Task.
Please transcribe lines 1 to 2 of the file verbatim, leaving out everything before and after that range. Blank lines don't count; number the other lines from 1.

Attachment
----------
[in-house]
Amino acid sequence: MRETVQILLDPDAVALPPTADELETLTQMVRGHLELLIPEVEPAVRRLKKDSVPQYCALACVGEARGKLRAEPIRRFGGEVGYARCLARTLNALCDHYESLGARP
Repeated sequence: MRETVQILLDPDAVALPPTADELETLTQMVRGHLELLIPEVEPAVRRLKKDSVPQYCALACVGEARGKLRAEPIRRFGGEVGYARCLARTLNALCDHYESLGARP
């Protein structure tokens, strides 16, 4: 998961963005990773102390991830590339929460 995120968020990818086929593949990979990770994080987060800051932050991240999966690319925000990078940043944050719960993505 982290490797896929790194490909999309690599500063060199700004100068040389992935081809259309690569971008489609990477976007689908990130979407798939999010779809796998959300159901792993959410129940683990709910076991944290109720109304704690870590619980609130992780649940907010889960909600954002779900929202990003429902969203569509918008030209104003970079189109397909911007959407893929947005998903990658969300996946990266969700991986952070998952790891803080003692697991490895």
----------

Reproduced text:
[in-house]
Amino acid sequence: MRETVQILLDPDAVALPPTADELETLTQMVRGHLELLIPEVEPAVRRLKKDSVPQYCALACVGEARGKLRAEPIRRFGGEVGYARCLARTLNALCDHYESLGARP